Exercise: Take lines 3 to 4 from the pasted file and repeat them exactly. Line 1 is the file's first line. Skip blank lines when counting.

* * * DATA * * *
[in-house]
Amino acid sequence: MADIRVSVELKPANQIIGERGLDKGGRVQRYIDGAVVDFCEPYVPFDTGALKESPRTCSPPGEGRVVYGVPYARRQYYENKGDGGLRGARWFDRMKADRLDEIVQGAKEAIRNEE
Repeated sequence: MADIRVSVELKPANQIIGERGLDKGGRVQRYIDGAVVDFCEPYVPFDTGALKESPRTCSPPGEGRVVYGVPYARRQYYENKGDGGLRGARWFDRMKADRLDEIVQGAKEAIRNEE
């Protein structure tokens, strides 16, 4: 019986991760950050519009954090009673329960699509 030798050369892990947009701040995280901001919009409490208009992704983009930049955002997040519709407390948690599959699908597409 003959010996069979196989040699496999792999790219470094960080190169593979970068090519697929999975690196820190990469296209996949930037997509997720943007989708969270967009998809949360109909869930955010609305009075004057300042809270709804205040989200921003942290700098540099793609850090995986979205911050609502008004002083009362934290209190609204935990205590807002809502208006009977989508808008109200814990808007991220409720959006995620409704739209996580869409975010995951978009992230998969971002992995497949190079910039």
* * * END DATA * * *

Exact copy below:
Repeated sequence: MADIRVSVELKPANQIIGERGLDKGGRVQRYIDGAVVDFCEPYVPFDTGALKESPRTCSPPGEGRVVYGVPYARRQYYENKGDGGLRGARWFDRMKADRLDEIVQGAKEAIRNEE
């Protein structure tokens, strides 16, 4: 019986991760950050519009954090009673329960699509 030798050369892990947009701040995280901001919009409490208009992704983009930049955002997040519709407390948690599959699908597409 003959010996069979196989040699496999792999790219470094960080190169593979970068090519697929999975690196820190990469296209996949930037997509997720943007989708969270967009998809949360109909869930955010609305009075004057300042809270709804205040989200921003942290700098540099793609850090995986979205911050609502008004002083009362934290209190609204935990205590807002809502208006009977989508808008109200814990808007991220409720959006995620409704739209996580869409975010995951978009992230998969971002992995497949190079910039």